To be honest, there have been many days that I've woken up with the same dispirited feeling wishing that I didn’t have to go to work. The “Sunday blues” is a real emotion that many people feel as the weekend comes to a close and Monday morning looms ahead. I'm not alone in this battle. In a recent Forbes poll, only 42.6% of workers liked their jobs, 52.3% of people were unhappy with their work, and 70% of workers weren't satisfied with their career choice. With 1/3 of our day spent at work, and with so many people unhappy at their jobs, we have a real problem on our hands.

The Bible actually talks a great deal about the subject of work. As a matter of fact, the very first words in Genesis reveal that God was at work and actually enjoyed it—He declared that His work was good. Near the end of the creation account, God creates man and woman, and He creates them in His own image. God blesses them and gives them a job to do: “Be fruitful and multiply. Fill the earth and govern it. Reign over the fish in the sea, the birds in the sky, and all the animals that scurry along the ground” (Genesis 1:28 NLT). God entrusted work to human-kind and invited them to partner with Him in the building and stewarding of creation and culture.

Nancy Pearcy, in Total Truth, writes, “The first phrase, ‘be fruitful and multiply’ means to develop the social world: build families, churches, schools, cities, governments, laws. The second phrase, ‘subdue the earth’ means to harness the natural world: plant crops, build bridges, design computers, and compose music. This passage is sometimes called the cultural mandate because it tells us that our original purpose was to create cultures, build civilizations—nothing less.” Unfortunately, we've lost this biblical perspective and our work has become a means to an end. We work to pay the bills, to put food on the table, to put our kids through college—or as the popular expression goes, “I work hard so that I can play hard.”

Many of us may be at a crossroads in our lives, and we need to step back and get a larger vision, a transformed perspective, and a broader paradigm of the transcendent purpose of work itself. Having a biblical perspective of work doesn’t mean that we go to work to share our faith with the hopes of converting our co-workers (though that may happen), but instead, we see that our vocation is part of God’s grand story that started in the garden and will continue when Jesus returns and establishes a new heavens and a new earth. Our work is a part of God’s Kingdom coming here on “earth as it is in heaven” (Matthew 6:10).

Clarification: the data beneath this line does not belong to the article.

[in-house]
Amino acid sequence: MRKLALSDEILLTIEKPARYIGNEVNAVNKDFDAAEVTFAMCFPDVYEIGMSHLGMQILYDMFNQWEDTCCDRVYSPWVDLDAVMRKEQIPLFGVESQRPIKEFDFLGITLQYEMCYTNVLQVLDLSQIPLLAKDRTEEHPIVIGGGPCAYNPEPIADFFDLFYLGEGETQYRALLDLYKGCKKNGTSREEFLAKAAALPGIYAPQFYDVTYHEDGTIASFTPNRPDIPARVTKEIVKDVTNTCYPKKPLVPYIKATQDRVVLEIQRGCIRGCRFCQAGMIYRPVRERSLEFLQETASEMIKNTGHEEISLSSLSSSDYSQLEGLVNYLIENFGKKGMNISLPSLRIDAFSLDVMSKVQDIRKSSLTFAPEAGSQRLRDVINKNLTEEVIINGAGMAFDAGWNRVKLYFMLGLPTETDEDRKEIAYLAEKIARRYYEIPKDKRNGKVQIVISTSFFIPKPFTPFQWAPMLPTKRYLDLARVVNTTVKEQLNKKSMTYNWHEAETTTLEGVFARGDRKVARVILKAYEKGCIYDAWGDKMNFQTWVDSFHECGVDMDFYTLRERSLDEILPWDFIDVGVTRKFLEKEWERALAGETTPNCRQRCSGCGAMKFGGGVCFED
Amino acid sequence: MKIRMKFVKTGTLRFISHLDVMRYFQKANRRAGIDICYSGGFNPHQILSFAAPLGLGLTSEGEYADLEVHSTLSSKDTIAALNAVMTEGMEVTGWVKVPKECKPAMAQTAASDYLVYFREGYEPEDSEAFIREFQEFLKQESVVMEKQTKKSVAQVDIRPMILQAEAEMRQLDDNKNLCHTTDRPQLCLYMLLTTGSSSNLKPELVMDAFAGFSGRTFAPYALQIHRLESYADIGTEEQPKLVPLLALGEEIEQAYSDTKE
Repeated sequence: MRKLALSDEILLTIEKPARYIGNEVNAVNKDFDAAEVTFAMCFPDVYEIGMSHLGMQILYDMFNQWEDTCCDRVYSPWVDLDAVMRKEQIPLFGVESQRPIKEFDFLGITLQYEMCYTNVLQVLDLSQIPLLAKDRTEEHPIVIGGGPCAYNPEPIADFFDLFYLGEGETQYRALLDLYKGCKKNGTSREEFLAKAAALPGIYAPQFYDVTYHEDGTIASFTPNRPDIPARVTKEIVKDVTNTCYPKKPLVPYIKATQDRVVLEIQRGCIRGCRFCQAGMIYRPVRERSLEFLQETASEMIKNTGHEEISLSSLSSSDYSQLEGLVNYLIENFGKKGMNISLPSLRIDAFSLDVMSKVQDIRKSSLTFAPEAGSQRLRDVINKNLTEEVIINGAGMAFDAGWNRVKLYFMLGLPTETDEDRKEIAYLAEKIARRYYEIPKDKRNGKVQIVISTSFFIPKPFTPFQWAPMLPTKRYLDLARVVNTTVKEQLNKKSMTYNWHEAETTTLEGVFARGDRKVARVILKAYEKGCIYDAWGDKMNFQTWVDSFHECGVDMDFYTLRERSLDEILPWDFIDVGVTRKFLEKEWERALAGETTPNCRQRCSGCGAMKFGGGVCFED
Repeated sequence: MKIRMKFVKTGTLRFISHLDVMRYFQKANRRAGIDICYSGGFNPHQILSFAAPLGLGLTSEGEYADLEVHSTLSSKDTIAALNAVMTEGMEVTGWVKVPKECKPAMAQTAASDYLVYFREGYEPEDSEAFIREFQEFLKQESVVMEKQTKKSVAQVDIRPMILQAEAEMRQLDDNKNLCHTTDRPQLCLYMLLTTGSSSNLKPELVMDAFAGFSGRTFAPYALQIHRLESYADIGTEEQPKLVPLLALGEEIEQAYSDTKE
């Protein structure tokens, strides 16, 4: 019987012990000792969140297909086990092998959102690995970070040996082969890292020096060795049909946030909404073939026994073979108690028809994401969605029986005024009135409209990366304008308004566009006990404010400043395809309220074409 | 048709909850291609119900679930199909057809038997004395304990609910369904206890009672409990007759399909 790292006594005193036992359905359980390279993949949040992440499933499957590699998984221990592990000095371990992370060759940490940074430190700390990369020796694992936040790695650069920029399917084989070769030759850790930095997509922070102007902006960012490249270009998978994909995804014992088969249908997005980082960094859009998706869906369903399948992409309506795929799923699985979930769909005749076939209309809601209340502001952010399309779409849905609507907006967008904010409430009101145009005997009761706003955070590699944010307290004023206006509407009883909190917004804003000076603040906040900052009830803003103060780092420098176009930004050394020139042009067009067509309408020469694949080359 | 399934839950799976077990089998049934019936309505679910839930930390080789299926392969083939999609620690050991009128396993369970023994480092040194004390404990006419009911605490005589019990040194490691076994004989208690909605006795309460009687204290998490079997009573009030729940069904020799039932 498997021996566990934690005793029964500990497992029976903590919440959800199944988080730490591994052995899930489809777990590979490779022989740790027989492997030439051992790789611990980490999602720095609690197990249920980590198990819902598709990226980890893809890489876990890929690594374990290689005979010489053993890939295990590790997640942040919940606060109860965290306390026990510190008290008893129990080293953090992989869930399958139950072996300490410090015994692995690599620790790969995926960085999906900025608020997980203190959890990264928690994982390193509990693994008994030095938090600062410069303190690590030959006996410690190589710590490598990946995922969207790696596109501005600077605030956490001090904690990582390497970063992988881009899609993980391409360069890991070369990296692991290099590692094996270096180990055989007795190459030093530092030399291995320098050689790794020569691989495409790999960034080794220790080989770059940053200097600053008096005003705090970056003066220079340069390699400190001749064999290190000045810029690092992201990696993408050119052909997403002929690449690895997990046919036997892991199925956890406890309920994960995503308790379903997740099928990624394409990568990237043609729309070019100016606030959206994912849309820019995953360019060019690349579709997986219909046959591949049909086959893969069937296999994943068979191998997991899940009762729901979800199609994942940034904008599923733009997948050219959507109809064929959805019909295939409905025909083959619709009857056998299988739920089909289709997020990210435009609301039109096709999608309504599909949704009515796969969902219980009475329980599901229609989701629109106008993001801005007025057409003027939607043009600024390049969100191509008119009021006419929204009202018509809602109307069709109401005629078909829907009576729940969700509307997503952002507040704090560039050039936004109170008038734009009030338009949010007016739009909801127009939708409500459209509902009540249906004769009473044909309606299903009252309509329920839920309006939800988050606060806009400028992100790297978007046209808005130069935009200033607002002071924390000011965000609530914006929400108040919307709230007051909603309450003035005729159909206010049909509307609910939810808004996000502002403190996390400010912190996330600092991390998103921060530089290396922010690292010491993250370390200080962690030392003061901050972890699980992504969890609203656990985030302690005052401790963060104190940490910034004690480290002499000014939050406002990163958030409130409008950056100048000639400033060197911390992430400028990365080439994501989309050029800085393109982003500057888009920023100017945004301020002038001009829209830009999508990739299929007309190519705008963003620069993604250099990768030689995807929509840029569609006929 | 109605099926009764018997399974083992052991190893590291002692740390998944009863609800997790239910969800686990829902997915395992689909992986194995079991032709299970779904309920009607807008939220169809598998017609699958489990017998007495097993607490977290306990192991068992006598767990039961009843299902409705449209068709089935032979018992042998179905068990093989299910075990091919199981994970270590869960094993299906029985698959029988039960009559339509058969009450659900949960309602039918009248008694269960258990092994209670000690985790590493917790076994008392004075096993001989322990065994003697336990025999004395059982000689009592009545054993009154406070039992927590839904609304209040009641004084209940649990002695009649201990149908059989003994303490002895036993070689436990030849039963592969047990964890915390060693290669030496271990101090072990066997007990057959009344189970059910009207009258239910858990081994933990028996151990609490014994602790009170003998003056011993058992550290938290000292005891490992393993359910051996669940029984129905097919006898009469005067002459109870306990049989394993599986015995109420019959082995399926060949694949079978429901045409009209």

Walking out of my church's sanctuary, the words on the back wall read: "We go out as partners with God.” Our work, whether it's paid or unpaid, is in partnership with God. Like He assigned the naming of the animals to Adam and Eve, so He assigns us tasks to steward creation and culture in a way that glorifies God and serves the common good (Proverbs 12:11, 14b, 24; 14:23). How do we do this? Jeremiah 29:4-7 gives us an example: “'Build houses and live in them. Plant gardens and eat their fruit. Take wives and become the fathers of sons and daughters. And take wives for your sons and give your daughters in marriage, that they may give birth to sons and daughters. Become many there, and do not let your number become less. Work for the well-being of the city where I have sent you to and pray to the Lord for this. For if it is well with the city you live in, it will be well with you.’”

Though God holds an extremely high value of our work, our value is not determined by our work. This can be a stumbling block for many of us who've been raised to believe that our work is our identity. A great way to determine if this is an issue is by identifying the emotions we experience when someone asks us, “So, what do you do for a living?” Do we cringe or do we gloat? Unfortunately, we live with the consequences of Adam and Eve’s sinfulness—thus the struggle to enjoy work, to work too much or too little, or to find our value or our identity by our work. Thank God that Jesus came and redeemed humanity's failures so that those who put their faith in Jesus can be adopted as sons and daughters into God’s family. God loves us and is pleased with us because we are His kids. We can’t do anything to earn His favor; Jesus did that for us. But just like the devil tempted Jesus' identity in the wilderness, he too will tempt us to live out of a false identity pursuing our ambitions, appetites, and approval through our work.

God’s desire is that we approach our work with a new paradigm of partnership with Him to bring about His Kingdom on earth with all of heaven’s resources at our fingertips. Hugh Whelchel, in his book How Then Should We Work, writes, “As we in obedience answer the vocational call in our own lives, we must learn to believe God uses everything we do. ‘ . . . we know that in all things God works for the good of those who love him, who have been called according to his purpose.’ (Romans 8:28) All of our work, even the most mundane things we do are taken by God and transformed into Kingdom work.”